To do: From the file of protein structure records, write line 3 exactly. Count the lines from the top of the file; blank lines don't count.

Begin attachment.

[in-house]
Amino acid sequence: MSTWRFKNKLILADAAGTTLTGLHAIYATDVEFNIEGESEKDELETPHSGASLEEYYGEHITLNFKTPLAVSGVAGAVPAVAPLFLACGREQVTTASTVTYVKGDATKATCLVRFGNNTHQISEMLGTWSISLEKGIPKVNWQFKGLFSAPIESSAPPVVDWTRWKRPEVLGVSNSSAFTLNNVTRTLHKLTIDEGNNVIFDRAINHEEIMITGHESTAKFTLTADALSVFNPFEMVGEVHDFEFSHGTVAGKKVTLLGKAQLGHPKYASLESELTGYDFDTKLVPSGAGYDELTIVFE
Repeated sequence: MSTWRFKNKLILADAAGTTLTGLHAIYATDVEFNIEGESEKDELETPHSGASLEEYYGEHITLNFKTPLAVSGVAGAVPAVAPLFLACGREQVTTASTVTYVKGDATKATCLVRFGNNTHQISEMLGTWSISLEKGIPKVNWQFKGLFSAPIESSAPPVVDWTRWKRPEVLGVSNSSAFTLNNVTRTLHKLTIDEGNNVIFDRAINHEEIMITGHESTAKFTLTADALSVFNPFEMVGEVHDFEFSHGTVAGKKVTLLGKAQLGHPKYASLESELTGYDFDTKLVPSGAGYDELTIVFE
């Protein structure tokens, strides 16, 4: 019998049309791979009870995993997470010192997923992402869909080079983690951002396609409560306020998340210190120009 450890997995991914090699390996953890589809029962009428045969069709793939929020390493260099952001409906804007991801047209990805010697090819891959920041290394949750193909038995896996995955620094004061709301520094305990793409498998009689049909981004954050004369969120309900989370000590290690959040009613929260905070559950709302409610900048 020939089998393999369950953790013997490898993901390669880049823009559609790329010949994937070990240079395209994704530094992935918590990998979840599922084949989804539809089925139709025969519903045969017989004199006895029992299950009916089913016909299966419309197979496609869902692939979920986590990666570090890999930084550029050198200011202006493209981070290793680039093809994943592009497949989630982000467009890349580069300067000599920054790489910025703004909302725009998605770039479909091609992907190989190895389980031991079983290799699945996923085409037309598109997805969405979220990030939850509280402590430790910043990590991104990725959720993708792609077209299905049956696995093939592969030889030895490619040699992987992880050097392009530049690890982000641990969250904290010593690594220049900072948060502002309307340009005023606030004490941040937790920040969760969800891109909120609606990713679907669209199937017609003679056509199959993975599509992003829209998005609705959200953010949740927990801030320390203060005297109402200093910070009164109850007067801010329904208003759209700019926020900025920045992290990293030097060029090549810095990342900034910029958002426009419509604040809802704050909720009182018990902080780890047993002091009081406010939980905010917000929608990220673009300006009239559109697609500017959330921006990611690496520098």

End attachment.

Repeated sequence: MSTWRFKNKLILADAAGTTLTGLHAIYATDVEFNIEGESEKDELETPHSGASLEEYYGEHITLNFKTPLAVSGVAGAVPAVAPLFLACGREQVTTASTVTYVKGDATKATCLVRFGNNTHQISEMLGTWSISLEKGIPKVNWQFKGLFSAPIESSAPPVVDWTRWKRPEVLGVSNSSAFTLNNVTRTLHKLTIDEGNNVIFDRAINHEEIMITGHESTAKFTLTADALSVFNPFEMVGEVHDFEFSHGTVAGKKVTLLGKAQLGHPKYASLESELTGYDFDTKLVPSGAGYDELTIVFE